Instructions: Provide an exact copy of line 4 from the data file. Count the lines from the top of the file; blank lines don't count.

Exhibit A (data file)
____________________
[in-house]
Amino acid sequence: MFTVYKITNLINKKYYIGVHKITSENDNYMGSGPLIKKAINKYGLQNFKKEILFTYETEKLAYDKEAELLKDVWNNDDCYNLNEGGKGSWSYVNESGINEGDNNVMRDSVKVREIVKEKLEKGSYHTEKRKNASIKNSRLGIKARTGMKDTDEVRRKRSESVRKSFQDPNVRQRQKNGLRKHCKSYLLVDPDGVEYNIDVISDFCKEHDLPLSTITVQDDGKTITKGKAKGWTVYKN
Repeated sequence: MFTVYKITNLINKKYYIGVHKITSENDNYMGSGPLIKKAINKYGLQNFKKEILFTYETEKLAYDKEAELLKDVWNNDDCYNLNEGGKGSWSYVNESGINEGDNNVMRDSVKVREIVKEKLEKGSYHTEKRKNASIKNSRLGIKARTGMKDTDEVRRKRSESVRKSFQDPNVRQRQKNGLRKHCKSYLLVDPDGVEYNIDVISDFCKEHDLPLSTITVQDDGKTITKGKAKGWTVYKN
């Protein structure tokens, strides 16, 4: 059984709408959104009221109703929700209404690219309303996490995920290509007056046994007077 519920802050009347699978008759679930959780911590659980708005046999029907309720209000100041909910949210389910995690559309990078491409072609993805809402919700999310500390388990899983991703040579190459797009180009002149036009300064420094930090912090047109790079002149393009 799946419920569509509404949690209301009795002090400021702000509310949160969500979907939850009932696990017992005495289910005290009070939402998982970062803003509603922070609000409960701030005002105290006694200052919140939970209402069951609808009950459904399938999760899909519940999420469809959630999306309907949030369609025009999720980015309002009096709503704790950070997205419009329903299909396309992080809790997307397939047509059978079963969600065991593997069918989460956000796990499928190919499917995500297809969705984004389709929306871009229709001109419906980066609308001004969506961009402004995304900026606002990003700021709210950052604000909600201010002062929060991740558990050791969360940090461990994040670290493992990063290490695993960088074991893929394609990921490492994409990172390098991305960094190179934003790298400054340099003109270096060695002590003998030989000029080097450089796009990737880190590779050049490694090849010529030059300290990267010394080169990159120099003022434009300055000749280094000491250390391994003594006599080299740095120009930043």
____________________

């Protein structure tokens, strides 16, 4: 059984709408959104009221109703929700209404690219309303996490995920290509007056046994007077 519920802050009347699978008759679930959780911590659980708005046999029907309720209000100041909910949210389910995690559309990078491409072609993805809402919700999310500390388990899983991703040579190459797009180009002149036009300064420094930090912090047109790079002149393009 799946419920569509509404949690209301009795002090400021702000509310949160969500979907939850009932696990017992005495289910005290009070939402998982970062803003509603922070609000409960701030005002105290006694200052919140939970209402069951609808009950459904399938999760899909519940999420469809959630999306309907949030369609025009999720980015309002009096709503704790950070997205419009329903299909396309992080809790997307397939047509059978079963969600065991593997069918989460956000796990499928190919499917995500297809969705984004389709929306871009229709001109419906980066609308001004969506961009402004995304900026606002990003700021709210950052604000909600201010002062929060991740558990050791969360940090461990994040670290493992990063290490695993960088074991893929394609990921490492994409990172390098991305960094190179934003790298400054340099003109270096060695002590003998030989000029080097450089796009990737880190590779050049490694090849010529030059300290990267010394080169990159120099003022434009300055000749280094000491250390391994003594006599080299740095120009930043």